The U.S. Department of Energy and its National Nuclear Security Administration announced a major breakthrough in the field of clean energy with the achievement of fusion ignition at the Lawrence Livermore National Laboratory in California. This marks the first-ever net energy gain, or “ignition,” in a nuclear fusion reaction produced in a lab setting. This achievement represents a significant step forward in the pursuit to harness the same powerful reaction that occurs in the sun’s core as a source of clean energy.
“We have taken the first tentative steps towards a clean energy source that could revolutionize the world,” said Under Secretary for Nuclear Security and National Nuclear Security Administration Administrator Jill Hruby at a press conference.
“This monumental scientific breakthrough is a milestone for the future of clean energy,” said U.S. Senator Alex Padilla (CA).
The experiment surpassed the fusion threshold by delivering 2.05 megajoules (MJ) of energy to the target, resulting in 3.15 MJ of fusion energy output, demonstrating for the first time a most fundamental science basis for inertial fusion energy (IFE).
The process of nuclear fusion, in which two lighter nuclei combine to form a single nucleus and release a large burst of energy, has long been a tantalizing prospect for scientists. While still in the early stages, the potential for commercial energy produced from controlled fusion reactions could provide an endless source of clean energy.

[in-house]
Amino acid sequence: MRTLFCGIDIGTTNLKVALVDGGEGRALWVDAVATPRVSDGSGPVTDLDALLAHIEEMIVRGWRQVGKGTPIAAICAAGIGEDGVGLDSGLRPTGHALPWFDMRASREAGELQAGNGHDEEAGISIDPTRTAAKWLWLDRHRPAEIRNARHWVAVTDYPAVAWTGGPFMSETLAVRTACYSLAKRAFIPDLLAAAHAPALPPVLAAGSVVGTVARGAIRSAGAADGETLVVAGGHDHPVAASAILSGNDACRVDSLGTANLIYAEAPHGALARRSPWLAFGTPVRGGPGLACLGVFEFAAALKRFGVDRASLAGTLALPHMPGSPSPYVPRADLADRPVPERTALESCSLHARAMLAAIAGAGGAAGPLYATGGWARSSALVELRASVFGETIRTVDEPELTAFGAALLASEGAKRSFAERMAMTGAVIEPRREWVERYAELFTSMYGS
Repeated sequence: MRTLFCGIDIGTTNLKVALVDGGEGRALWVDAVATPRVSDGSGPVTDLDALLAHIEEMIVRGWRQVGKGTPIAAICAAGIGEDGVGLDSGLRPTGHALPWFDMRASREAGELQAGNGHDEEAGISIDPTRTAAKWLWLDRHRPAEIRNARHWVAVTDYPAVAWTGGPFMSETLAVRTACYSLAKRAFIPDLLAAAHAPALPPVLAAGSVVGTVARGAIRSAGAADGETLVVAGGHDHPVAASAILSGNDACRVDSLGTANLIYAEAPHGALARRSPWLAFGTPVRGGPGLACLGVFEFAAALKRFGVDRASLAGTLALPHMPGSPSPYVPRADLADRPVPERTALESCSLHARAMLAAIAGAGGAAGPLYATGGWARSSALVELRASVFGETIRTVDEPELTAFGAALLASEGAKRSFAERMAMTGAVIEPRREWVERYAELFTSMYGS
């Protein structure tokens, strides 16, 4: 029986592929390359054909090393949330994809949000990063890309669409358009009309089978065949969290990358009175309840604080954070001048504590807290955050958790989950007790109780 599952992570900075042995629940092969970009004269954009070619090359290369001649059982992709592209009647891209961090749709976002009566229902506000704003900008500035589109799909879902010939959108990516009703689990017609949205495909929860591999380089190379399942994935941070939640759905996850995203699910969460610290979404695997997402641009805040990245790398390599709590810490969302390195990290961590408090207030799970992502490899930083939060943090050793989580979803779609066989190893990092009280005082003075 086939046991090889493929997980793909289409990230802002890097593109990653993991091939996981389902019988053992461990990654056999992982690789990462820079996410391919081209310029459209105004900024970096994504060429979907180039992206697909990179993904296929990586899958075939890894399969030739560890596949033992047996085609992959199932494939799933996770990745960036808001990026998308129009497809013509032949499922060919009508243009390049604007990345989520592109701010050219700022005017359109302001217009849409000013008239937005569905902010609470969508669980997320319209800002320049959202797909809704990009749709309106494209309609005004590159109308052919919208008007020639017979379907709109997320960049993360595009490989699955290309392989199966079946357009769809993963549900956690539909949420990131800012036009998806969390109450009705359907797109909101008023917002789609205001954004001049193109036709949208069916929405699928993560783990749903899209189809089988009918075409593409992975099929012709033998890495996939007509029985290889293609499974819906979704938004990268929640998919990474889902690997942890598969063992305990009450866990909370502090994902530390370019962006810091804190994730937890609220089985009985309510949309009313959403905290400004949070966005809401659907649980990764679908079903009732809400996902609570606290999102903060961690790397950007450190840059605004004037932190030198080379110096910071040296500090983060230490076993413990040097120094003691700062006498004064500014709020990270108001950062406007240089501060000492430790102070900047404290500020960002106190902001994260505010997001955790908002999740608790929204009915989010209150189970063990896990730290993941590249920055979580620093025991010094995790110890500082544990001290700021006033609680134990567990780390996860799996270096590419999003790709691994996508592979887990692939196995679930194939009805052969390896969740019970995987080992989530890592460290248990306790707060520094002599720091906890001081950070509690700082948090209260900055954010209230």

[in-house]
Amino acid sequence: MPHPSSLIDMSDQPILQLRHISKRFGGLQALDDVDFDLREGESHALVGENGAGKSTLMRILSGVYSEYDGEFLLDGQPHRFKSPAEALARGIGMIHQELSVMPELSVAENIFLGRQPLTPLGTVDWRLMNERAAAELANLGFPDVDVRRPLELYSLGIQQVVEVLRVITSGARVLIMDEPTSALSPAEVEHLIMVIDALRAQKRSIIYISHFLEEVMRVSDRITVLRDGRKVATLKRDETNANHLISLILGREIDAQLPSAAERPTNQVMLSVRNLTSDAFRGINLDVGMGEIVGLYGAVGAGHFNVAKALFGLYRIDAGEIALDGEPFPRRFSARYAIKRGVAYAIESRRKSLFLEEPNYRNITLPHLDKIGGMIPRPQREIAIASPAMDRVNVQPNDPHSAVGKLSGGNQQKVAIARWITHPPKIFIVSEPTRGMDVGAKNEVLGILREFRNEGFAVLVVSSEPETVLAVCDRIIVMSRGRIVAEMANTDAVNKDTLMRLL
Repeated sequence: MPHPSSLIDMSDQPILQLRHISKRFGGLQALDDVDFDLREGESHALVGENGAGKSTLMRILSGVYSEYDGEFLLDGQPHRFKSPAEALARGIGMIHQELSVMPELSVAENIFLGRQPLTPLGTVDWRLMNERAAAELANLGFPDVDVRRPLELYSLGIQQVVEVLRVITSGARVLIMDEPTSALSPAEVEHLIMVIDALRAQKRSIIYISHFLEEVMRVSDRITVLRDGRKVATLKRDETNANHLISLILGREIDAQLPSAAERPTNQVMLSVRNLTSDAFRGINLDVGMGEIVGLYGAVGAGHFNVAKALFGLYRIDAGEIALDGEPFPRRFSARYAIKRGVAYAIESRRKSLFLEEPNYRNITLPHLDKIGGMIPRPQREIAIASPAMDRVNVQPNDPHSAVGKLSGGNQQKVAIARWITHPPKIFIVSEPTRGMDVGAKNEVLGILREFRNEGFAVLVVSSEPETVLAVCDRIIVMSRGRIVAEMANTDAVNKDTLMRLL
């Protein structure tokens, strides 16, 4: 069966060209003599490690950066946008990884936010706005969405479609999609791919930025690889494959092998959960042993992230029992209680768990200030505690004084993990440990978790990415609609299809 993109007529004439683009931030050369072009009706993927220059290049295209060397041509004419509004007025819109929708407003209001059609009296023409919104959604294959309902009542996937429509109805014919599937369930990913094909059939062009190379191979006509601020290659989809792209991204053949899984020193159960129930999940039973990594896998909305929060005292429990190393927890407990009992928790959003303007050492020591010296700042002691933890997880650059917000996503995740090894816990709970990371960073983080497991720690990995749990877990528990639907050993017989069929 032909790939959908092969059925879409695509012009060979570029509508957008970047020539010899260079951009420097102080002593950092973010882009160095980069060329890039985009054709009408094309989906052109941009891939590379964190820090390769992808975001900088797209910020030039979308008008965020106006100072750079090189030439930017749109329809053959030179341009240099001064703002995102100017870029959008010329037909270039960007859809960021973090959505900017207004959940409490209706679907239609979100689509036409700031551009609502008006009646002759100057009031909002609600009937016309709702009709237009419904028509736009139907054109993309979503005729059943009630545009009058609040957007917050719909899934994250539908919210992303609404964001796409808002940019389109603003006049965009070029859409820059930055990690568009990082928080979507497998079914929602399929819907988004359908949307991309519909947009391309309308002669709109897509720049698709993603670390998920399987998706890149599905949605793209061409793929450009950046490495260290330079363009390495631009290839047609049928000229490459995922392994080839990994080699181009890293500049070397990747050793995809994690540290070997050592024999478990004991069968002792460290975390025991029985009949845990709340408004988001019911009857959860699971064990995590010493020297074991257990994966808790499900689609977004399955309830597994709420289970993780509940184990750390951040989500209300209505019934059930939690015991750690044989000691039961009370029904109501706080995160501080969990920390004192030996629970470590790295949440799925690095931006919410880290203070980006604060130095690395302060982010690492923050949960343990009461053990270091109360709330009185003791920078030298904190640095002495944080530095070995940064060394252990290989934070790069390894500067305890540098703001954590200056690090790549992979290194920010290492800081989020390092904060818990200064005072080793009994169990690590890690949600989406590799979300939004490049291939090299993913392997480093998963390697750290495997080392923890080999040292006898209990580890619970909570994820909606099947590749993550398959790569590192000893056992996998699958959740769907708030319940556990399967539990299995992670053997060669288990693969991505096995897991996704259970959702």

The Lawrence Livermore National Laboratory, established by the United States government in the 1950s, has been studying nuclear technology since the Cold War. In 2009, the lab completed construction on the National Ignition Facility, which aims to explore “clean, sustainable sources of energy.” The facility is currently researching inertial confinement fusion, which uses a laser to repeatedly hit a speck of hydrogen plasma.
The promise of nuclear fusion is immense. It has the potential to produce nearly four million times more energy than traditional fossil fuels, such as gas, coal, and oil, and does not produce greenhouse gases or long-lived radioactive waste.
While the achievement of ignition is a crucial first step, researchers must now ensure that the reaction can be replicated consistently and reproducibly. Only then can efforts be made to improve upon the accomplishment and bring the technology closer to commercialization_